• Secure at least 30% of Pillar 1’s budget for Eco-schemes and use current knowledge to ensure Eco-schemes are well designed (i.e., include only effective measures for biodiversity), monitored and re-evaluated to achieve measurable environmental impacts;
  • Place Areas of Nature Constraints in Pillar 1, or tie them strictly to environmental objectives and the protection of High Nature Value farmland regions, rather than unduly list them as an environmental instrument without substantive criteria;
  • Cancel a) ring-fencing for direct payments (especially coupled payments), b) the barrier on Member States’ maximum investment in the environment, and c) the limitation for budget transfers to Pillar 2. These restrictions impede ambitious Member States from investing in rural areas and in public goods;
  • Place a clear target for reducing, toward phasing out, of coupled payments (e.g. toward 5%) as subsidies that are harmful for both markets and the environment;
  • If Direct Payments remain a political priority, and more equity among the recipients is the proposed means to address farmer’s concerns, then the Council and Parliament should make the Capping and Redistribution mechanism mandatory for all Member States, and set strict capping rules;
  • Ensure the success of the new Delivery Model by means of a) linking Strategic Plans to the EU’s Green Deal, b) retaining the yearly reporting of Result indicators, and c) improving the integration of scientists and other experts in the consultation processes offered by Agricultural Knowledge and Innovation Systems (AKIS).

Science across all disciplines is available to address the agricultural sustainability challenge and improve the CAP. Over 3600 signatories have supported the call to improve the CAP. They underlined the feasibility of constructive changes and documented the readiness to assist in positively transforming and future-proofing the CAP and the EU’s agriculture (Pe’er et al. 2020).

Download the full paper: Pe’er et al 2020 Scientists Statement on the CAP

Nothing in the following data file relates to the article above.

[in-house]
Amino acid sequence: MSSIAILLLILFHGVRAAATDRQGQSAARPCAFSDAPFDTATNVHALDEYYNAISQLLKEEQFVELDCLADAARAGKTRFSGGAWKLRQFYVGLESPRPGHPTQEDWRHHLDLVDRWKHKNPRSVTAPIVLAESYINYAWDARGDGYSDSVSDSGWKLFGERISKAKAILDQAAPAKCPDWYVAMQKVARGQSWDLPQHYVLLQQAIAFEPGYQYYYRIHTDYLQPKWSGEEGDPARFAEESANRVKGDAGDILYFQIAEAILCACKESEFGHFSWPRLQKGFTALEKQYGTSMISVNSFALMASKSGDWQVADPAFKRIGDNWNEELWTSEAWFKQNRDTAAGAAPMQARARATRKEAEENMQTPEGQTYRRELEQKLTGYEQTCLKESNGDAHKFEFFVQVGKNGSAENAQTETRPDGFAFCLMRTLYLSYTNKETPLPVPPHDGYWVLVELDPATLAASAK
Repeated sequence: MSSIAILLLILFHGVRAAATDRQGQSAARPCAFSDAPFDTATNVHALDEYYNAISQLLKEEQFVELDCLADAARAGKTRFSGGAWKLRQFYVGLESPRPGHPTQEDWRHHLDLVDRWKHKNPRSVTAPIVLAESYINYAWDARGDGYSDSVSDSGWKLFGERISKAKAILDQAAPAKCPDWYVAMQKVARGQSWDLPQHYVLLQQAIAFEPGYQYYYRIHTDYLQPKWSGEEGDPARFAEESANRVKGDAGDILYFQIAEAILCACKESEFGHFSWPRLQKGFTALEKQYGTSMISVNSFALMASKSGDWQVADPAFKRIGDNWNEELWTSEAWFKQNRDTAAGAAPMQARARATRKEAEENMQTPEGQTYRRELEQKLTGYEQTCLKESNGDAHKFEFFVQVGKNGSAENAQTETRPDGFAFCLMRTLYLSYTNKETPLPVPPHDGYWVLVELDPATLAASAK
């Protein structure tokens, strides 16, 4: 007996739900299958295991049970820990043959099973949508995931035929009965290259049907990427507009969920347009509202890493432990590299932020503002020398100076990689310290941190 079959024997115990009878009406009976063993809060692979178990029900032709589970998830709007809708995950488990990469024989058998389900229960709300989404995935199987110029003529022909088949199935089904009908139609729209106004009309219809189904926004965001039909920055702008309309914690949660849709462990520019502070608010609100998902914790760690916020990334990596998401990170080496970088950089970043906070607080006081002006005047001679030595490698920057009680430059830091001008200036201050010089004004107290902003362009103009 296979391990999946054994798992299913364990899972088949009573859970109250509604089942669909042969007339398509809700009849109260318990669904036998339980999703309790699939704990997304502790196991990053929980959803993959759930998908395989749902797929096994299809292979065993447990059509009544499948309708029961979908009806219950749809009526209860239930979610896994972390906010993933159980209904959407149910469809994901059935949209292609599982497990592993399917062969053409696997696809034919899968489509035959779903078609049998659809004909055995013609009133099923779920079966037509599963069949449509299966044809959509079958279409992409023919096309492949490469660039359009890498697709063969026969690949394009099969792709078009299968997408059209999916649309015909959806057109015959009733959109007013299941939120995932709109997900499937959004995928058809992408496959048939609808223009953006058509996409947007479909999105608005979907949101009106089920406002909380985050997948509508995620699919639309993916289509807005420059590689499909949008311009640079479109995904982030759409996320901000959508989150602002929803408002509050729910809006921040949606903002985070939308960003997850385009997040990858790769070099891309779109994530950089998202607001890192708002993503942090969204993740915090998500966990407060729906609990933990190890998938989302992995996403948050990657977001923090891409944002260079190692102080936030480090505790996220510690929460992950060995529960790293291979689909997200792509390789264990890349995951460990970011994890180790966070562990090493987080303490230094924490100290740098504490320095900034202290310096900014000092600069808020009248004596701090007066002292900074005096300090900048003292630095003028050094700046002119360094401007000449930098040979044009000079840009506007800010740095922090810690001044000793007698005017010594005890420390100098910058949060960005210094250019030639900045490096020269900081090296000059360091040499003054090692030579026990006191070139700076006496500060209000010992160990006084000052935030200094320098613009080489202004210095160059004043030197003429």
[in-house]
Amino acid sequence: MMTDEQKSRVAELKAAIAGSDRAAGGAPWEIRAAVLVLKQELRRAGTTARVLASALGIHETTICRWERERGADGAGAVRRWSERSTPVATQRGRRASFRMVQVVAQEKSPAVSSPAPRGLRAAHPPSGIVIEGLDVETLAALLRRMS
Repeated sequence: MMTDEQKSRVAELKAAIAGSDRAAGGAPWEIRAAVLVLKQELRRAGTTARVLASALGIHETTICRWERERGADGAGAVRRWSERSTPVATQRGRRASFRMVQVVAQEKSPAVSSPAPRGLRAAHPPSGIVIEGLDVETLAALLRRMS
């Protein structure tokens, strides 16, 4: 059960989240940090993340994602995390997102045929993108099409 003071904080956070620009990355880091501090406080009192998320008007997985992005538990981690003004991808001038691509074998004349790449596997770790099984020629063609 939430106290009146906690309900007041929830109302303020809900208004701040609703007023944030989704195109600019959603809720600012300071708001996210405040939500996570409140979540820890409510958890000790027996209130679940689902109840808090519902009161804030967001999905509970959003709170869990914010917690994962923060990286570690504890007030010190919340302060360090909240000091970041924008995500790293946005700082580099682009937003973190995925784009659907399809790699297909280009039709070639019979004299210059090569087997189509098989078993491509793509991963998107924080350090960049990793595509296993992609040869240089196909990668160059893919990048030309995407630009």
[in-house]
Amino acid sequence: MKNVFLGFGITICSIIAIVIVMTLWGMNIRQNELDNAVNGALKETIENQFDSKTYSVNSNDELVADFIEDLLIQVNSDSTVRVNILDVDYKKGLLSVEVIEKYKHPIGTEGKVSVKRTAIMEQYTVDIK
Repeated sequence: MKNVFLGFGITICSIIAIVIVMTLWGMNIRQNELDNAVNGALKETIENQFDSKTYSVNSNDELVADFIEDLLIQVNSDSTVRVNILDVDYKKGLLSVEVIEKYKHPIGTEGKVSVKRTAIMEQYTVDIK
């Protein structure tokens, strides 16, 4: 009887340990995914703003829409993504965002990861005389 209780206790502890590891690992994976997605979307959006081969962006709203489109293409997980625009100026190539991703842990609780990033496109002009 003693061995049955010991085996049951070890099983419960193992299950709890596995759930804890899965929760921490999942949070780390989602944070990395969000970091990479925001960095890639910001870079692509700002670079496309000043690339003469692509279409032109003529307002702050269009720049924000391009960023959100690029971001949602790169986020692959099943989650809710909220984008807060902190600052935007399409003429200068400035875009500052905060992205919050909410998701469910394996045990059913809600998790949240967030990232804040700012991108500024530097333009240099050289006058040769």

Access the paper on Zenodo


Guy Pe’er1,2,* Sebastian Lakner3, Ralf Seppelt4, Peter Bezák5, Aletta Bonn1,2,6, Elena D. Concepción7,8, Felix Creutzig9,10, Claus-Heinrich Daub11, Mario Díaz7, Petra Dieker12, Nico Eisenhauer1,13, Gregor Hagedorn14, Bernd Hansjürgens1,15, Gabriele Harrer-Puchner16, Irina Herzon17, Thomas Hickler18, Jens Jetzkowitz19,20, Yanka Kazakova21, Pavel Kindlmann22, Mathias Kirchner23, Alexandra-Maria Klein24, Sven Linow25, Ângela Lomba26, José Vicente López-Bao27, Matteo Metta28, Manuel B. Morales29, Francisco Moreira30, Anne-Christine Mupepele24, Alberto Navarro27, Rainer Oppermann31, Ilona Rac32, Norbert Röder33, Martina Schäfer34, Clelia Sirami35, Charlotte Streck36, Tanja Šumrada32, Katja Tielbörger37, Emil Underberg38, Georg Wagener-Lohse39, and Franz Baumann40.

* Corresponding author. ORCID 0000-0002-7090-0560

Author affiliations

1) German Centre for integrative Biodiversity Research (iDiv) Halle-Jena-Leipzig, Puschstraße 4, 04103 Leipzig
2) UFZ – Helmholtz Centre for Environmental Research, Dept Ecosystem Services, Permoserstraße 15, 04318 Leipzig, Germany,, 
3) Universität Rostock, Justus-von-Liebig-Weg 2, 18059 Rostock, Germany, ORCID 0000-0002-5122-8924
4) UFZ – Helmholtz Centre for Environmental Research, Dept Computational Landscape Ecology, Permoserstraße 15, 04318 Leipzig, Germany.
5) Institute of Landscape Ecology, Slovak Academy of Sciences, branch Nitra, Akademická 2, 94910, Nitra, Slovakia;, ORCID 0000-0001-8500-4518
6) Friedrich Schiller University Jena, Institute of Biodiversity, Dornburger Straße 159, 07743 Jena, Germany
7) Department of Biogeography and Global Change, Museo Nacional de Ciencias Naturales (BGC-MNCN-CSIC), c/Serrano 115bis, E-28006 Madrid, Spain; /; ORCID 0000-0002-6384-6674
8) Department of Biodiversity, Ecology and Evolution, Universidad Complutense de Madrid, Spain